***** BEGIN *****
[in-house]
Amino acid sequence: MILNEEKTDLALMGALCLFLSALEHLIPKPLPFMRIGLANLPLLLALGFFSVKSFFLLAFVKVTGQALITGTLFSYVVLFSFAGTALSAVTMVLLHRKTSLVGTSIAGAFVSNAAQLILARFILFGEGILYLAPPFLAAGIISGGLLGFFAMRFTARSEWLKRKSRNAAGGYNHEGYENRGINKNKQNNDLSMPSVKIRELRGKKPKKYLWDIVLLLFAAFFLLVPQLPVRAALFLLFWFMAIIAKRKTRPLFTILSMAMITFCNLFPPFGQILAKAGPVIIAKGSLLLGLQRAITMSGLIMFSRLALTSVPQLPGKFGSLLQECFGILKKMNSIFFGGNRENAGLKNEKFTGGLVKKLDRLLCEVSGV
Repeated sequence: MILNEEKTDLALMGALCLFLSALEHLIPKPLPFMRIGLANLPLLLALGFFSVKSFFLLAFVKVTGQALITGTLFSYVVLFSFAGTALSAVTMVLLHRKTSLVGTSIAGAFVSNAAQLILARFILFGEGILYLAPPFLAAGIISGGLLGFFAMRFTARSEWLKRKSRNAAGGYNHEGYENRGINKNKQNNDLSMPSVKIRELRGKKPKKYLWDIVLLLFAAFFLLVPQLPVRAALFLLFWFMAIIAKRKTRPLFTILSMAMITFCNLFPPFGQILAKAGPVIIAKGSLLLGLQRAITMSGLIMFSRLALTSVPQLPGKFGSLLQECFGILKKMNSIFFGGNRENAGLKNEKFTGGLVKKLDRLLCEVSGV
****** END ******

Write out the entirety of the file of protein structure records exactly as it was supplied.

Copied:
[in-house]
Amino acid sequence: MILNEEKTDLALMGALCLFLSALEHLIPKPLPFMRIGLANLPLLLALGFFSVKSFFLLAFVKVTGQALITGTLFSYVVLFSFAGTALSAVTMVLLHRKTSLVGTSIAGAFVSNAAQLILARFILFGEGILYLAPPFLAAGIISGGLLGFFAMRFTARSEWLKRKSRNAAGGYNHEGYENRGINKNKQNNDLSMPSVKIRELRGKKPKKYLWDIVLLLFAAFFLLVPQLPVRAALFLLFWFMAIIAKRKTRPLFTILSMAMITFCNLFPPFGQILAKAGPVIIAKGSLLLGLQRAITMSGLIMFSRLALTSVPQLPGKFGSLLQECFGILKKMNSIFFGGNRENAGLKNEKFTGGLVKKLDRLLCEVSGV
Repeated sequence: MILNEEKTDLALMGALCLFLSALEHLIPKPLPFMRIGLANLPLLLALGFFSVKSFFLLAFVKVTGQALITGTLFSYVVLFSFAGTALSAVTMVLLHRKTSLVGTSIAGAFVSNAAQLILARFILFGEGILYLAPPFLAAGIISGGLLGFFAMRFTARSEWLKRKSRNAAGGYNHEGYENRGINKNKQNNDLSMPSVKIRELRGKKPKKYLWDIVLLLFAAFFLLVPQLPVRAALFLLFWFMAIIAKRKTRPLFTILSMAMITFCNLFPPFGQILAKAGPVIIAKGSLLLGLQRAITMSGLIMFSRLALTSVPQLPGKFGSLLQECFGILKKMNSIFFGGNRENAGLKNEKFTGGLVKKLDRLLCEVSGV